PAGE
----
The right to free movement is one of the fundamental pillars of the EU, and in 2015 nearly 13 million EU citizens were living in a Member State other than their country of birth. The free movement principle concerns the right of EU citizens to seek and take up employment in any Member State and have full access to the host country’s system of social protection. Free movement, including the question of access to benefits and services, has always been contentious, and the large-scale movements that have taken place within the EU over the last 15 years have generated an unprecedented level of tension and led to numerous political discussions regarding the consequences and legitimacy of free movement.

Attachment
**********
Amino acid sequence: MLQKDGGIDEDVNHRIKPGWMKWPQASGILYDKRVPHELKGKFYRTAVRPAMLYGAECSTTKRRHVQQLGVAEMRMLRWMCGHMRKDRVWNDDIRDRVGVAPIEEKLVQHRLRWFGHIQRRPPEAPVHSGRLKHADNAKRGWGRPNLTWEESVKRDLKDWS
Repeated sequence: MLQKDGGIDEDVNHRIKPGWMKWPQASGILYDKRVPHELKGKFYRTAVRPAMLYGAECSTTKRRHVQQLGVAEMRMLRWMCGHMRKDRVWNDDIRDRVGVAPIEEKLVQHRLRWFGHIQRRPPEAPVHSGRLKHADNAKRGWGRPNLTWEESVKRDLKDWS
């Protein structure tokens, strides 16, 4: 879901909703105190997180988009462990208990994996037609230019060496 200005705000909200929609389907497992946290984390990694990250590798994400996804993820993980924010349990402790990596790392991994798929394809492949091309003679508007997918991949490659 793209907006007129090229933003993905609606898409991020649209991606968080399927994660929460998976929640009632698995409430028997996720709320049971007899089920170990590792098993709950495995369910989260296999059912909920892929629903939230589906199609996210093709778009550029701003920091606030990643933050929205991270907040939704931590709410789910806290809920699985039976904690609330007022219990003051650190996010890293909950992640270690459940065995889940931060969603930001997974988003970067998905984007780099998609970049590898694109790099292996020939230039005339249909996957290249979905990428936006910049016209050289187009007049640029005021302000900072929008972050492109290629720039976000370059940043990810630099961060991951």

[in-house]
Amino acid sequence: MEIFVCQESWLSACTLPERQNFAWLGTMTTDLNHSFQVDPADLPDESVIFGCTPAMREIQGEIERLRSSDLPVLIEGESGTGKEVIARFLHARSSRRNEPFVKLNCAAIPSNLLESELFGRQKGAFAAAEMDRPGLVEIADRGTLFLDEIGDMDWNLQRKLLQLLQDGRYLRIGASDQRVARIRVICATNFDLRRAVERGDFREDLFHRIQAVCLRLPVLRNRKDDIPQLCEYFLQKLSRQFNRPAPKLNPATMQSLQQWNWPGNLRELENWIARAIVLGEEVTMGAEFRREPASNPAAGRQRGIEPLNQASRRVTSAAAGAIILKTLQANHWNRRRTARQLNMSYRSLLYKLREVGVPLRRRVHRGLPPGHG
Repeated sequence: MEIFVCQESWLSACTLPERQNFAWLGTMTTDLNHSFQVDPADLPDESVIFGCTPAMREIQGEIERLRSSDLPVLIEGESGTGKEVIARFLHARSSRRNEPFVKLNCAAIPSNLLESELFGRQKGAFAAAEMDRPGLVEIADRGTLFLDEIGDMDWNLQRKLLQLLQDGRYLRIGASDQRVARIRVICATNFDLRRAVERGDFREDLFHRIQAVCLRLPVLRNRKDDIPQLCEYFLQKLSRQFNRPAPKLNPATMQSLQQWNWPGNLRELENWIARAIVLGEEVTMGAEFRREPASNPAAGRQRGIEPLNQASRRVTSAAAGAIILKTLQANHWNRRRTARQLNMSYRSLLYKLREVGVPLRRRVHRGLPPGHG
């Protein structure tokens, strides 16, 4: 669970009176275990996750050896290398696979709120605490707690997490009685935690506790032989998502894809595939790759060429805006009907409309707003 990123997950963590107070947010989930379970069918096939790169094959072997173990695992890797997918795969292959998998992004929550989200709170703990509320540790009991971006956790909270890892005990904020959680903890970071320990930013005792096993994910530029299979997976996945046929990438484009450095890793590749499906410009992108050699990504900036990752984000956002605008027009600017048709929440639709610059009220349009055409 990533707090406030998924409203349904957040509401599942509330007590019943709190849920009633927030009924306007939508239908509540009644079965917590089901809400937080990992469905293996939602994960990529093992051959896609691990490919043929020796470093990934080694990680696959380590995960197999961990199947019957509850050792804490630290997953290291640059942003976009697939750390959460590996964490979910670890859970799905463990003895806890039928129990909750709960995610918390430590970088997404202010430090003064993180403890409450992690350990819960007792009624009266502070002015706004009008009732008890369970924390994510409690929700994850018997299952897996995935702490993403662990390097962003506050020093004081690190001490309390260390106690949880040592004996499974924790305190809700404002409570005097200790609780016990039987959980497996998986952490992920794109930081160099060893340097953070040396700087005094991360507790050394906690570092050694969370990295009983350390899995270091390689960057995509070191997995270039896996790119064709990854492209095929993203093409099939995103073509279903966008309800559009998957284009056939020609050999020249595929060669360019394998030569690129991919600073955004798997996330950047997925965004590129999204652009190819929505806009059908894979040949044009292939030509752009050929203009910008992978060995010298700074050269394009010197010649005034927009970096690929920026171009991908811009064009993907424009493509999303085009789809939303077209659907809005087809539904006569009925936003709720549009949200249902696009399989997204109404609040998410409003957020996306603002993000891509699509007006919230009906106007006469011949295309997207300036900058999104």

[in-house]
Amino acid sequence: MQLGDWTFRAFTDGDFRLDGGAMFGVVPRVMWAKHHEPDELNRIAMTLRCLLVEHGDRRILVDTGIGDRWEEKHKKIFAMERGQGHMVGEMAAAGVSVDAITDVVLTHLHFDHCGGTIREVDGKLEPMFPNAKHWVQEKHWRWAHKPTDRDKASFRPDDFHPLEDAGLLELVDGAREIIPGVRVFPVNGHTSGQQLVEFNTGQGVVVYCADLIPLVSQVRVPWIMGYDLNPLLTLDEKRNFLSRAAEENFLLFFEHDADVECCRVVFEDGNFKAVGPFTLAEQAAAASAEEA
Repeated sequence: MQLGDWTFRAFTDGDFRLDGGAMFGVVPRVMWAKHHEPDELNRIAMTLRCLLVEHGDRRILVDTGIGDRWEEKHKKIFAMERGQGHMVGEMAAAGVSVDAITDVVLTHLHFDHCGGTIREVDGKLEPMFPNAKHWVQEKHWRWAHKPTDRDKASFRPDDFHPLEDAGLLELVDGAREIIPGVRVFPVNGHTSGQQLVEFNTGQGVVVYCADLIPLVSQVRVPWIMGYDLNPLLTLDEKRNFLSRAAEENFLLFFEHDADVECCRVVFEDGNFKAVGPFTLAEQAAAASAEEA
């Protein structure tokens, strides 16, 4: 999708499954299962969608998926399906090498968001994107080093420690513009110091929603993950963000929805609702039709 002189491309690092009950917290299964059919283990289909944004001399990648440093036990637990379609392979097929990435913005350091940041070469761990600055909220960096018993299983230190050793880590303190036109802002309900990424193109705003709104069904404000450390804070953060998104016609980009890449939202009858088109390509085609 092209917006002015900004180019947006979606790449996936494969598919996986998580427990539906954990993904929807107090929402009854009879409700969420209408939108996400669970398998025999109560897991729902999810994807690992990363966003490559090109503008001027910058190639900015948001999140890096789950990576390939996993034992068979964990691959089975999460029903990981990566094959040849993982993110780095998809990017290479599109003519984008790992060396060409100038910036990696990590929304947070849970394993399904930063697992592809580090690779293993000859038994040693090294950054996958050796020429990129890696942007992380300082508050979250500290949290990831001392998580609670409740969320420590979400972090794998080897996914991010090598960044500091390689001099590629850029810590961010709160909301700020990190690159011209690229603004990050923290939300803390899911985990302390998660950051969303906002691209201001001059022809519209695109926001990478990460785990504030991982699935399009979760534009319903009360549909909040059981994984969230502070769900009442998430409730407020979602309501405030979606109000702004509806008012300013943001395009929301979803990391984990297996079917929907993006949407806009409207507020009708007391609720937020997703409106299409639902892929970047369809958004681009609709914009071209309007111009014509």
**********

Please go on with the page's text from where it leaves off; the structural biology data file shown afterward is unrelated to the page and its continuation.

The policy brief summarize the findings from three interrelated working papers published by the REMINDER project, funded by the EU Horizon 2020, www.reminder-project.eu. Its authors are Marcus Österman, researcher at the department of political science, Uppsala University, Joakim Palme, professor of political science at Uppsala University (UU) and Martin Ruhs, professor with the Migration Policy Center at the European University Institute (EUI), Italy, Rafael Ahlskog, researcher at Department of Government, UU, Pär Nyman, researcher and teacher at Department of Government, UU and Lutz Gschwind, doctoral/PhD student at Department of Government, UU.
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